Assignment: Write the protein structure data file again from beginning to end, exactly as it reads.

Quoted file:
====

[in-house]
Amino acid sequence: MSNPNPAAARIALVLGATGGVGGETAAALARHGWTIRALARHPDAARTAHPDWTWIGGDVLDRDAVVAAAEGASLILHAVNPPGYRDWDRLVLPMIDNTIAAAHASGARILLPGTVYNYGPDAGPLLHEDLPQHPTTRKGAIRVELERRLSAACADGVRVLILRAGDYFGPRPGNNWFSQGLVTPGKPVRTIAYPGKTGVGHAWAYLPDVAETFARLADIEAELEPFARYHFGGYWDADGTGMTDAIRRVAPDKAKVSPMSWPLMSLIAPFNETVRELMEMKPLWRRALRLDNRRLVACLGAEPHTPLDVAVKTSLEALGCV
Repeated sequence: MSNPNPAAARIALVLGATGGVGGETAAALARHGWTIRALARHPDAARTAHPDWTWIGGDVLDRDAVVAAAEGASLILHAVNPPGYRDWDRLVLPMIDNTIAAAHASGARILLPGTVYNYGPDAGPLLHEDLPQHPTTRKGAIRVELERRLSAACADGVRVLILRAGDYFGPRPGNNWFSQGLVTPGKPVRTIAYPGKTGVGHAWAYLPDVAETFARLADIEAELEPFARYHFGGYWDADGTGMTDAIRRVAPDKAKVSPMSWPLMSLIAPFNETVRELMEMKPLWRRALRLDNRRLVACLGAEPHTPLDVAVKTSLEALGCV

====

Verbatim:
[in-house]
Amino acid sequence: MSNPNPAAARIALVLGATGGVGGETAAALARHGWTIRALARHPDAARTAHPDWTWIGGDVLDRDAVVAAAEGASLILHAVNPPGYRDWDRLVLPMIDNTIAAAHASGARILLPGTVYNYGPDAGPLLHEDLPQHPTTRKGAIRVELERRLSAACADGVRVLILRAGDYFGPRPGNNWFSQGLVTPGKPVRTIAYPGKTGVGHAWAYLPDVAETFARLADIEAELEPFARYHFGGYWDADGTGMTDAIRRVAPDKAKVSPMSWPLMSLIAPFNETVRELMEMKPLWRRALRLDNRRLVACLGAEPHTPLDVAVKTSLEALGCV
Repeated sequence: MSNPNPAAARIALVLGATGGVGGETAAALARHGWTIRALARHPDAARTAHPDWTWIGGDVLDRDAVVAAAEGASLILHAVNPPGYRDWDRLVLPMIDNTIAAAHASGARILLPGTVYNYGPDAGPLLHEDLPQHPTTRKGAIRVELERRLSAACADGVRVLILRAGDYFGPRPGNNWFSQGLVTPGKPVRTIAYPGKTGVGHAWAYLPDVAETFARLADIEAELEPFARYHFGGYWDADGTGMTDAIRRVAPDKAKVSPMSWPLMSLIAPFNETVRELMEMKPLWRRALRLDNRRLVACLGAEPHTPLDVAVKTSLEALGCV